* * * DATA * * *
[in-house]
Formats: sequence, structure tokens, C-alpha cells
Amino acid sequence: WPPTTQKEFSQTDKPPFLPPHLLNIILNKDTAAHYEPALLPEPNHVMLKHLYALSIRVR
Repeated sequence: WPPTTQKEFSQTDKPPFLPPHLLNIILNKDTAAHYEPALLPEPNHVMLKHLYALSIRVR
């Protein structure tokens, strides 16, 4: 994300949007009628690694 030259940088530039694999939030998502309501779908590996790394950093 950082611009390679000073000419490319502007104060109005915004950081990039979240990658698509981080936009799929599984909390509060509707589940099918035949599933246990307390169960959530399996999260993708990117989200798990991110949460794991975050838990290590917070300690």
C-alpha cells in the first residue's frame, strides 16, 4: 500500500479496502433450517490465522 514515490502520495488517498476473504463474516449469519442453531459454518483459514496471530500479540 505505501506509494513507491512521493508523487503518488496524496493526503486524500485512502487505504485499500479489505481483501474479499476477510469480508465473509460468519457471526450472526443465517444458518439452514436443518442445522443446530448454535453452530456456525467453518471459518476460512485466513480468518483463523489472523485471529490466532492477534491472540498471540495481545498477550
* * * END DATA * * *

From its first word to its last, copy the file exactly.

[in-house]
Formats: sequence, structure tokens, C-alpha cells
Amino acid sequence: WPPTTQKEFSQTDKPPFLPPHLLNIILNKDTAAHYEPALLPEPNHVMLKHLYALSIRVR
Repeated sequence: WPPTTQKEFSQTDKPPFLPPHLLNIILNKDTAAHYEPALLPEPNHVMLKHLYALSIRVR
């Protein structure tokens, strides 16, 4: 994300949007009628690694 030259940088530039694999939030998502309501779908590996790394950093 950082611009390679000073000419490319502007104060109005915004950081990039979240990658698509981080936009799929599984909390509060509707589940099918035949599933246990307390169960959530399996999260993708990117989200798990991110949460794991975050838990290590917070300690």
C-alpha cells in the first residue's frame, strides 16, 4: 500500500479496502433450517490465522 514515490502520495488517498476473504463474516449469519442453531459454518483459514496471530500479540 505505501506509494513507491512521493508523487503518488496524496493526503486524500485512502487505504485499500479489505481483501474479499476477510469480508465473509460468519457471526450472526443465517444458518439452514436443518442445522443446530448454535453452530456456525467453518471459518476460512485466513480468518483463523489472523485471529490466532492477534491472540498471540495481545498477550